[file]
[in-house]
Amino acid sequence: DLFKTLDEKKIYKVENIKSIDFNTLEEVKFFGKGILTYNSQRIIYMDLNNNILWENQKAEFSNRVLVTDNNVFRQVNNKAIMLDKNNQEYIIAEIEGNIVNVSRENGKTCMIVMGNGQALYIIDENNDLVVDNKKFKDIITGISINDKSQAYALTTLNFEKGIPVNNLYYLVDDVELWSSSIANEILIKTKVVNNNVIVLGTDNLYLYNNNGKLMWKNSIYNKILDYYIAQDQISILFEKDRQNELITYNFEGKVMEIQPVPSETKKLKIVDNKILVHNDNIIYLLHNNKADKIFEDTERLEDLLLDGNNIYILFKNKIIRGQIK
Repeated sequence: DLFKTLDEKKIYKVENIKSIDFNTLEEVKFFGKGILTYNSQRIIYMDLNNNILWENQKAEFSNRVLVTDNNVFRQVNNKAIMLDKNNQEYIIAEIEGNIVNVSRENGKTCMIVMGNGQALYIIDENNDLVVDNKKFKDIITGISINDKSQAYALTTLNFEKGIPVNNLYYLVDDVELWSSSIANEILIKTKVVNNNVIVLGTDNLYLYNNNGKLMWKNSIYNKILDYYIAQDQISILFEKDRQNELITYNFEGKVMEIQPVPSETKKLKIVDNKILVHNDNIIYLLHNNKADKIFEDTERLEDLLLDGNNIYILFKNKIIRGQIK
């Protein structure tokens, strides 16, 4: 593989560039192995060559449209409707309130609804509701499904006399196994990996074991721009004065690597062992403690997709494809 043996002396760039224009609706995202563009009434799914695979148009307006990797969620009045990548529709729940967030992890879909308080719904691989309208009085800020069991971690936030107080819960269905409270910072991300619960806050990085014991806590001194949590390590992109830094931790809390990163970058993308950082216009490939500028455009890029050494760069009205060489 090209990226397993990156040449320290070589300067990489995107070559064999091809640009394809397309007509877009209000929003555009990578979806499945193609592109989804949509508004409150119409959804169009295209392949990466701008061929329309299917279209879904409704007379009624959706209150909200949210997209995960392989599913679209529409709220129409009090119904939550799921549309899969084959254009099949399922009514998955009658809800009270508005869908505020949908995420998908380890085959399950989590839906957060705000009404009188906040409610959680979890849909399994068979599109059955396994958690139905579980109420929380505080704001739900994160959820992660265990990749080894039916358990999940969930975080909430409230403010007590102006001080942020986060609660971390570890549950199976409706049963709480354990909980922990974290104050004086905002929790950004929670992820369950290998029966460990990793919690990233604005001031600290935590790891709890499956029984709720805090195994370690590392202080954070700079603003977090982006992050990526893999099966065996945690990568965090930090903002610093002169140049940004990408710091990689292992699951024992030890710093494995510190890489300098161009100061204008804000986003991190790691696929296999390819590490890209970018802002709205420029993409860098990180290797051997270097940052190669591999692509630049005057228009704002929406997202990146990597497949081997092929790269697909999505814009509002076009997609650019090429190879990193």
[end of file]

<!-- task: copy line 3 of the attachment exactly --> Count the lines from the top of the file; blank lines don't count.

Repeated sequence: DLFKTLDEKKIYKVENIKSIDFNTLEEVKFFGKGILTYNSQRIIYMDLNNNILWENQKAEFSNRVLVTDNNVFRQVNNKAIMLDKNNQEYIIAEIEGNIVNVSRENGKTCMIVMGNGQALYIIDENNDLVVDNKKFKDIITGISINDKSQAYALTTLNFEKGIPVNNLYYLVDDVELWSSSIANEILIKTKVVNNNVIVLGTDNLYLYNNNGKLMWKNSIYNKILDYYIAQDQISILFEKDRQNELITYNFEGKVMEIQPVPSETKKLKIVDNKILVHNDNIIYLLHNNKADKIFEDTERLEDLLLDGNNIYILFKNKIIRGQIK